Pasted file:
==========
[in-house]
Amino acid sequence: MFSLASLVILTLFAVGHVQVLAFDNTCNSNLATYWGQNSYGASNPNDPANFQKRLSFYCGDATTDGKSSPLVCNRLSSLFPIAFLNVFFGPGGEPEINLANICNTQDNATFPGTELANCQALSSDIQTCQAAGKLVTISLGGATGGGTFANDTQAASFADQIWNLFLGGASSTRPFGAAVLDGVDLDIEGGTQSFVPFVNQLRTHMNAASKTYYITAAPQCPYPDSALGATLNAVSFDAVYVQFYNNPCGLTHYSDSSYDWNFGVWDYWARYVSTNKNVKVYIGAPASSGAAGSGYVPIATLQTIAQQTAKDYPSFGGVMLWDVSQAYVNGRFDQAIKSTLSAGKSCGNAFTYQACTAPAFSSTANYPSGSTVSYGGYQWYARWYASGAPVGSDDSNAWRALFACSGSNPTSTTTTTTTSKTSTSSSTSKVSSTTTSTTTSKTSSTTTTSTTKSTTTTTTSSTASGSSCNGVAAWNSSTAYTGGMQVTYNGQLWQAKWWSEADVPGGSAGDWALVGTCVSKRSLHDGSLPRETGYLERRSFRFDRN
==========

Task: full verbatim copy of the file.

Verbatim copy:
[in-house]
Amino acid sequence: MFSLASLVILTLFAVGHVQVLAFDNTCNSNLATYWGQNSYGASNPNDPANFQKRLSFYCGDATTDGKSSPLVCNRLSSLFPIAFLNVFFGPGGEPEINLANICNTQDNATFPGTELANCQALSSDIQTCQAAGKLVTISLGGATGGGTFANDTQAASFADQIWNLFLGGASSTRPFGAAVLDGVDLDIEGGTQSFVPFVNQLRTHMNAASKTYYITAAPQCPYPDSALGATLNAVSFDAVYVQFYNNPCGLTHYSDSSYDWNFGVWDYWARYVSTNKNVKVYIGAPASSGAAGSGYVPIATLQTIAQQTAKDYPSFGGVMLWDVSQAYVNGRFDQAIKSTLSAGKSCGNAFTYQACTAPAFSSTANYPSGSTVSYGGYQWYARWYASGAPVGSDDSNAWRALFACSGSNPTSTTTTTTTSKTSTSSSTSKVSSTTTSTTTSKTSSTTTTSTTKSTTTTTTSSTASGSSCNGVAAWNSSTAYTGGMQVTYNGQLWQAKWWSEADVPGGSAGDWALVGTCVSKRSLHDGSLPRETGYLERRSFRFDRN